News / Europe

    Occupy London Protest Still Gaining Momentum

    An Occupy London camp
    An Occupy London camp
    Dominic Laurie

    The Occupy London protest site reached its 60th day Monday, running longer than its counterpart in New York did before it was dismantled. It now occupies three sites across the City of London - a cathedral courtyard, a square and a building. One of the sites even has an art gallery.

    But with growth has come rivalry between the two, with criticism that some American protesters who have decamped to London from New York are too reliant on their creature comforts.  

    In London winter has set in. Tourists are wearing winter coats. It’s midday, and the dozens of brightly colored tents belonging to Occupy London protesters are firmly zipped up.

    Between the first row of tents and the cathedral steps is this protester, Malcolm. He’s a member of a protest group called Anonymous UK and has been here since the start. "We think we have reached and breached our criteria and remit for being here. We’ve have members of Anonymous UK in the first aid tent, in the food tent, doing the cleaning, in the welfare tent, doing security in nighttime - we’ve lent dongles laptops, whatever is needed to make sure that Occupy London stays at top of its game," he said.

    As the protest became more heavily supported in October and November, other sites across the financial district needed to be found. One is a square directly across from the UK office of Bloomberg, the financial information company. Another site is an empty building that used to belong to the Swiss Bank UBS.  "A lot of the original faces from Occupy London and the visitors from other Occupies tend to get shepherded over there … We’ve no water over here, they’ve got electricity, carpets, they’ve got lights, they got ceilings, they got warmth, we don’t have any of that but then we are British and we are on the front line of our own Occupy," he said.

    When asked if the American protesters were taking an easier path, Malcom said, "Yes I do. And I think some of the British are taking a soft option as well - I think it’s lazy and I think it is detrimental to the movement, if you are going to occupy the London Stock Exchange albeit on the steps of St. Pauls don’t go skulking off to a bank."

    That rivalry is probably friendly more than anything. The protesters all share the same goal: a weakening of the grip financial services industry has on society.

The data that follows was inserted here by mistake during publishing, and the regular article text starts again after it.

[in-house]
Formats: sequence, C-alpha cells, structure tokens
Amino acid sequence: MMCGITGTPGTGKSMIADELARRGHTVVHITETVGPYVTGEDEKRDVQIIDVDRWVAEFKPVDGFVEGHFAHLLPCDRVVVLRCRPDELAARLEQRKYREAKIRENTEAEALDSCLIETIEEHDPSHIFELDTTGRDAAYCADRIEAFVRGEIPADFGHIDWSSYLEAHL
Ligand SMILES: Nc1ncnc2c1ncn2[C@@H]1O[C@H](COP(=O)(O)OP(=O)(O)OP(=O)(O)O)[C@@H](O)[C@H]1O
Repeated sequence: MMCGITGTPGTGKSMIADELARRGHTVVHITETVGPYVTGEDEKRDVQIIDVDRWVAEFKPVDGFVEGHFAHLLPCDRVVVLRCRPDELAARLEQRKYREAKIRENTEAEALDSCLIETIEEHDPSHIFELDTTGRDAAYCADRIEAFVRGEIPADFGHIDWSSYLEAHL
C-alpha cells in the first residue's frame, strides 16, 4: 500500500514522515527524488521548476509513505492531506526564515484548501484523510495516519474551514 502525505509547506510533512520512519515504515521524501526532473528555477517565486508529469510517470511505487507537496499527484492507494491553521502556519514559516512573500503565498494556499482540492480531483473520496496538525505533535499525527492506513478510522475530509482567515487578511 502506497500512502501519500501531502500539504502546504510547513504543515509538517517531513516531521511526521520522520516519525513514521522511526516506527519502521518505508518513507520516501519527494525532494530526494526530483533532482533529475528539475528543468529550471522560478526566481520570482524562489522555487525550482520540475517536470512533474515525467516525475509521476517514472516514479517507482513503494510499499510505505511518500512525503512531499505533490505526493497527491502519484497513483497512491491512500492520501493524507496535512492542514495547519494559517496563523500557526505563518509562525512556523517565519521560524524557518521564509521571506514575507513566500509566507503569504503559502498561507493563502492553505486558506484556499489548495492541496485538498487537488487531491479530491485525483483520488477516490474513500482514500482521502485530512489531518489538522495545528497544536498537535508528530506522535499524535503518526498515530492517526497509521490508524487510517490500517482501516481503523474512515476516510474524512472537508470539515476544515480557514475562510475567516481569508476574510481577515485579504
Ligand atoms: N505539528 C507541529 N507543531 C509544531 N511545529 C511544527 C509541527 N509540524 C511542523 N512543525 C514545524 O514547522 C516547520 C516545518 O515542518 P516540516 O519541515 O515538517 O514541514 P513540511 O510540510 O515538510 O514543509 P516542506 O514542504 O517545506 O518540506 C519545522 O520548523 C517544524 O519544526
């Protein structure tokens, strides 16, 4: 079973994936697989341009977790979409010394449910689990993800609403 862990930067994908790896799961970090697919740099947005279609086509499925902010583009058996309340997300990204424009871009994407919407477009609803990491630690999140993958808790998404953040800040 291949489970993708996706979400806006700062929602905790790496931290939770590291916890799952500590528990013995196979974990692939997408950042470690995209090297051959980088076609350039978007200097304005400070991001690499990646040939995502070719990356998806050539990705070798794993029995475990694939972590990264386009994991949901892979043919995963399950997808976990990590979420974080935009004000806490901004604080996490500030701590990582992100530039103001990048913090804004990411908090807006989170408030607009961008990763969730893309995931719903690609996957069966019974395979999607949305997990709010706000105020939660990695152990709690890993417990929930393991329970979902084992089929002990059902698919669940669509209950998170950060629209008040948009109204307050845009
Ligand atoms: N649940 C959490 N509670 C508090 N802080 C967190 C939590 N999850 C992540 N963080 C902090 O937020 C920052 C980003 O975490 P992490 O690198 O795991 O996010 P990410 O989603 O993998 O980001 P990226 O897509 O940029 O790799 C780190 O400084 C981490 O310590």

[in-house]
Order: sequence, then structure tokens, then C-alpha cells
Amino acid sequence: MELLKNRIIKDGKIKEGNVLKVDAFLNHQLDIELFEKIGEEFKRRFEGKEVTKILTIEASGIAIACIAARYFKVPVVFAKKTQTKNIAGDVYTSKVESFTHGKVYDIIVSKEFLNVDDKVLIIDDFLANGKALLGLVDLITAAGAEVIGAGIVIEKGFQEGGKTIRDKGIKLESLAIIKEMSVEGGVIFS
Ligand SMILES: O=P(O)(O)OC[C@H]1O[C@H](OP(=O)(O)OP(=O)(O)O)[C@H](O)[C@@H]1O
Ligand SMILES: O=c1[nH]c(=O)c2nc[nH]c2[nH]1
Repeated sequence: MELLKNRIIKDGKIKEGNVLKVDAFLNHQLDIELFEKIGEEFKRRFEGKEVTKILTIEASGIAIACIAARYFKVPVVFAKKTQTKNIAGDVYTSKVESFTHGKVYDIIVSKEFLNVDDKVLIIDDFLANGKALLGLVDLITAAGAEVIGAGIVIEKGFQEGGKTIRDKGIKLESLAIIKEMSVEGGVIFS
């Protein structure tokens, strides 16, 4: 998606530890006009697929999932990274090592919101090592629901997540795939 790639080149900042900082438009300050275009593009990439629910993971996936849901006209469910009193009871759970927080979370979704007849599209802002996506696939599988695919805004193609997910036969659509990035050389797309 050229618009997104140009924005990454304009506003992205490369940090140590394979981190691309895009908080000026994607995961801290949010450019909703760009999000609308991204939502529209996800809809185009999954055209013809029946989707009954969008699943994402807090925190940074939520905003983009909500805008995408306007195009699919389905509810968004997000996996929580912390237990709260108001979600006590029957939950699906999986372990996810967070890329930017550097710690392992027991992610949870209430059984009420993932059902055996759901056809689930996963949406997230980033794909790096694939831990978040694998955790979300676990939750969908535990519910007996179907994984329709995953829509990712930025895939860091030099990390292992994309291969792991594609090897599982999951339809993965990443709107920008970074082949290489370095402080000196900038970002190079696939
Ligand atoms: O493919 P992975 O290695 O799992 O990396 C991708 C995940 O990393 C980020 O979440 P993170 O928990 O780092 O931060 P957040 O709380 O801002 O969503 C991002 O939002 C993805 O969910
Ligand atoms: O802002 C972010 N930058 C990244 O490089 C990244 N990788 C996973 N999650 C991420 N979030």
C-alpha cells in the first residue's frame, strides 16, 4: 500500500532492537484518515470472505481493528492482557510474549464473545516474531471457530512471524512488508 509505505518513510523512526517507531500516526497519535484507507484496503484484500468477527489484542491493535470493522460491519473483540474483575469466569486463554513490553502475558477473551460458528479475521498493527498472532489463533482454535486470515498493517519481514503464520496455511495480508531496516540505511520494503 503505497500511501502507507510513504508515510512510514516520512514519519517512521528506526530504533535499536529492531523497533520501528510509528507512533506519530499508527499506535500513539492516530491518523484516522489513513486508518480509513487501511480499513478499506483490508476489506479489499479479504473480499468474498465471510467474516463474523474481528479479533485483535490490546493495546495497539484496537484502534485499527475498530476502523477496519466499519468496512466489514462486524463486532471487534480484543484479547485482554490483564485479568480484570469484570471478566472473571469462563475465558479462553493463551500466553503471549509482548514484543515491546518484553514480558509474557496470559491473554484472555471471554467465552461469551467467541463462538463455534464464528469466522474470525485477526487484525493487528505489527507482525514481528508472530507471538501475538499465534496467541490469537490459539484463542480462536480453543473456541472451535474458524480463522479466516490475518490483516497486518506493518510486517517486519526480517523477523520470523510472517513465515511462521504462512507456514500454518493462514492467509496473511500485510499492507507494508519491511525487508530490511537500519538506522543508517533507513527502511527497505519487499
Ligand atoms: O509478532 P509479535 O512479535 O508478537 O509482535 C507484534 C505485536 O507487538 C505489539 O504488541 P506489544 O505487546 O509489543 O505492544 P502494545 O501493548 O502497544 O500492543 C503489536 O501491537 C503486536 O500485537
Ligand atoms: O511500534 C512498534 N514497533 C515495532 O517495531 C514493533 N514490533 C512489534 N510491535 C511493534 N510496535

And with that common purpose comes cooperation.

    In a large white marquee outside St. Paul’s cathedral, 20 or so protesters are conducting the camp’s daily meeting.

    Some protesters have been a bit aggressive at the tea tent during the night, and they’re trying to find a consensus on how to sort the problem out. They support another person’s comments not by applauding, but by silently wiggling their fingers and thumbs in the air.

    The protest community hasn’t just found ways to cooperate, they’ve also found new ways to express themselves.

    A mile away, in a square opposite the office of Bloomberg, Shaun Boyle stands chatting outside his tent. He used to work in financial services in the City of London. But he’s now undergone a dramatic change in his sympathies. "What happened, for me, was financial criminality, financial terrorism," he said.

    But the tent he looks after isn’t designed to sleep in. It’s an art gallery! Last week, it showed a work by Banksy, one of the world’s most famous street artists who made a piece especially for Occupy London.

    Shaun says the London protests are now more important than ever. "We’ve got such an opportunity here in the UK, because we are a financial center. And because New York is under the cosh, I feel we’ve really got to make a huge effort. ... And because we’re opposite Bloomberg and he is the mayor of New York I want to say support Occupy Wall Street and do not support Bloomberg," he said.

    Next week the City of London authorities are going to court to try to get the tents removed permanently.

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